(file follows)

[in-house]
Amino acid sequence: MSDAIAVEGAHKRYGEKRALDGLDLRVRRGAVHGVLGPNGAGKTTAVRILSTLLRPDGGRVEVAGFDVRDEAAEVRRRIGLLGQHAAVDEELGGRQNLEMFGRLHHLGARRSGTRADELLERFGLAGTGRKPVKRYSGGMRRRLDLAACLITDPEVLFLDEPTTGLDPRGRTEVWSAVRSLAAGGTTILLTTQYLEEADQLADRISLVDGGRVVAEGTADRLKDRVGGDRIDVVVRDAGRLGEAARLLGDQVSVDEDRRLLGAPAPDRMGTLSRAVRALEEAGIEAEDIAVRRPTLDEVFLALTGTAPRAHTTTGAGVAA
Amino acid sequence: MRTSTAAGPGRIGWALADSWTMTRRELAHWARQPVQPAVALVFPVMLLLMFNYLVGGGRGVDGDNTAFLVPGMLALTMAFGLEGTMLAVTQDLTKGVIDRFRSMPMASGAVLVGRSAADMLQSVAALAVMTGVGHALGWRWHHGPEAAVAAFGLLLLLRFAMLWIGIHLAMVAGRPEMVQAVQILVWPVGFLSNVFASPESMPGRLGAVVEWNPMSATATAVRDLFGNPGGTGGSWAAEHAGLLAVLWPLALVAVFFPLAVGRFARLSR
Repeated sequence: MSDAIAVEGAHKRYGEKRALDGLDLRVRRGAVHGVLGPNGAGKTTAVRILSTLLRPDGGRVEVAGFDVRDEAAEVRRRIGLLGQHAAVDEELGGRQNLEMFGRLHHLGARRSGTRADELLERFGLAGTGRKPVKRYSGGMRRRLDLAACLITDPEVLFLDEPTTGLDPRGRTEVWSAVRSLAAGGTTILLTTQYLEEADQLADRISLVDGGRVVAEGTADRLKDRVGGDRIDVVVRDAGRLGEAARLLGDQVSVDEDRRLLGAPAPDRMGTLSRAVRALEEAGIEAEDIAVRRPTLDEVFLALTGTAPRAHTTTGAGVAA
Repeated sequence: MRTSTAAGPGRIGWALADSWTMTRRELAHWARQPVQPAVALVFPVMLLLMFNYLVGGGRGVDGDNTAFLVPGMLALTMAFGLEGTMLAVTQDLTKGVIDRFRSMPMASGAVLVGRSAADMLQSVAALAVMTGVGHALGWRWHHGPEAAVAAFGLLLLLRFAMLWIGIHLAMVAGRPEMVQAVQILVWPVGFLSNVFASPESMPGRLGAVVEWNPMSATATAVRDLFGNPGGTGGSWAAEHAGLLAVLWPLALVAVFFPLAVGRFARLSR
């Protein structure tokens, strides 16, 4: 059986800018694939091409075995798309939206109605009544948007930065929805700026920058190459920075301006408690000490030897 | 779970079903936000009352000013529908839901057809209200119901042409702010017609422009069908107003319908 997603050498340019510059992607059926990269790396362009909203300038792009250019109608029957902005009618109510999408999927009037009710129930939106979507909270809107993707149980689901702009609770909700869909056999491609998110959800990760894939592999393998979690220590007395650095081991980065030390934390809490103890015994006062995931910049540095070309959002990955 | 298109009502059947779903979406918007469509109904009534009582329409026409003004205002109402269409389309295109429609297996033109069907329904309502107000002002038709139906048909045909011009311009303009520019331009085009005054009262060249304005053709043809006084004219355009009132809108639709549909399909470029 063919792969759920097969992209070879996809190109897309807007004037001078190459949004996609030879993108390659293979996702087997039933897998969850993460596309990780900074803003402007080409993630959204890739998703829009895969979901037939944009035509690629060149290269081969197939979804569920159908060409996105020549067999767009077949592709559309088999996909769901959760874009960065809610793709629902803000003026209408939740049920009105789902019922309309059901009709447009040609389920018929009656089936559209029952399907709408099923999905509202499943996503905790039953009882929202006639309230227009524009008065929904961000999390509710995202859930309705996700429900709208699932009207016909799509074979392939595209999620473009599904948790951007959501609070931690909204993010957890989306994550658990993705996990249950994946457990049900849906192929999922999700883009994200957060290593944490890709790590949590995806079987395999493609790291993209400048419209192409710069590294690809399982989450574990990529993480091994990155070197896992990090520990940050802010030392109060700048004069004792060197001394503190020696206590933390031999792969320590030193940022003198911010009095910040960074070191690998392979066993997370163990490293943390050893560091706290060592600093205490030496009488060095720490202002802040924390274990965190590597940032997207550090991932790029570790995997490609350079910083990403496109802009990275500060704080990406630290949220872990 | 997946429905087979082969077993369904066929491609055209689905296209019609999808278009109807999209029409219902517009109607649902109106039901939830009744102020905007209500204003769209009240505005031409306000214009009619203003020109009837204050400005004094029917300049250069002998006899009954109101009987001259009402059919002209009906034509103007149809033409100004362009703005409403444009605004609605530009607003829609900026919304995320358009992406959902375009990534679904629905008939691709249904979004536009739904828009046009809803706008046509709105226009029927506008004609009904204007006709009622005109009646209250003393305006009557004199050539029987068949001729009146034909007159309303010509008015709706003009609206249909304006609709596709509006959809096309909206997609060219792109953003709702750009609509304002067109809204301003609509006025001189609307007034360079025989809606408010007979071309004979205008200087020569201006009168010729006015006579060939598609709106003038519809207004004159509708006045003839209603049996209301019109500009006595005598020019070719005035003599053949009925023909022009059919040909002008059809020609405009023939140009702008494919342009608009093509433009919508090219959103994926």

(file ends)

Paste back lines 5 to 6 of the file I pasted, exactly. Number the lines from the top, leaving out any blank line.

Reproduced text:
Repeated sequence: MRTSTAAGPGRIGWALADSWTMTRRELAHWARQPVQPAVALVFPVMLLLMFNYLVGGGRGVDGDNTAFLVPGMLALTMAFGLEGTMLAVTQDLTKGVIDRFRSMPMASGAVLVGRSAADMLQSVAALAVMTGVGHALGWRWHHGPEAAVAAFGLLLLLRFAMLWIGIHLAMVAGRPEMVQAVQILVWPVGFLSNVFASPESMPGRLGAVVEWNPMSATATAVRDLFGNPGGTGGSWAAEHAGLLAVLWPLALVAVFFPLAVGRFARLSR
């Protein structure tokens, strides 16, 4: 059986800018694939091409075995798309939206109605009544948007930065929805700026920058190459920075301006408690000490030897 | 779970079903936000009352000013529908839901057809209200119901042409702010017609422009069908107003319908 997603050498340019510059992607059926990269790396362009909203300038792009250019109608029957902005009618109510999408999927009037009710129930939106979507909270809107993707149980689901702009609770909700869909056999491609998110959800990760894939592999393998979690220590007395650095081991980065030390934390809490103890015994006062995931910049540095070309959002990955 | 298109009502059947779903979406918007469509109904009534009582329409026409003004205002109402269409389309295109429609297996033109069907329904309502107000002002038709139906048909045909011009311009303009520019331009085009005054009262060249304005053709043809006084004219355009009132809108639709549909399909470029 063919792969759920097969992209070879996809190109897309807007004037001078190459949004996609030879993108390659293979996702087997039933897998969850993460596309990780900074803003402007080409993630959204890739998703829009895969979901037939944009035509690629060149290269081969197939979804569920159908060409996105020549067999767009077949592709559309088999996909769901959760874009960065809610793709629902803000003026209408939740049920009105789902019922309309059901009709447009040609389920018929009656089936559209029952399907709408099923999905509202499943996503905790039953009882929202006639309230227009524009008065929904961000999390509710995202859930309705996700429900709208699932009207016909799509074979392939595209999620473009599904948790951007959501609070931690909204993010957890989306994550658990993705996990249950994946457990049900849906192929999922999700883009994200957060290593944490890709790590949590995806079987395999493609790291993209400048419209192409710069590294690809399982989450574990990529993480091994990155070197896992990090520990940050802010030392109060700048004069004792060197001394503190020696206590933390031999792969320590030193940022003198911010009095910040960074070191690998392979066993997370163990490293943390050893560091706290060592600093205490030496009488060095720490202002802040924390274990965190590597940032997207550090991932790029570790995997490609350079910083990403496109802009990275500060704080990406630290949220872990 | 997946429905087979082969077993369904066929491609055209689905296209019609999808278009109807999209029409219902517009109607649902109106039901939830009744102020905007209500204003769209009240505005031409306000214009009619203003020109009837204050400005004094029917300049250069002998006899009954109101009987001259009402059919002209009906034509103007149809033409100004362009703005409403444009605004609605530009607003829609900026919304995320358009992406959902375009990534679904629905008939691709249904979004536009739904828009046009809803706008046509709105226009029927506008004609009904204007006709009622005109009646209250003393305006009557004199050539029987068949001729009146034909007159309303010509008015709706003009609206249909304006609709596709509006959809096309909206997609060219792109953003709702750009609509304002067109809204301003609509006025001189609307007034360079025989809606408010007979071309004979205008200087020569201006009168010729006015006579060939598609709106003038519809207004004159509708006045003839209603049996209301019109500009006595005598020019070719005035003599053949009925023909022009059919040909002008059809020609405009023939140009702008494919342009608009093509433009919508090219959103994926």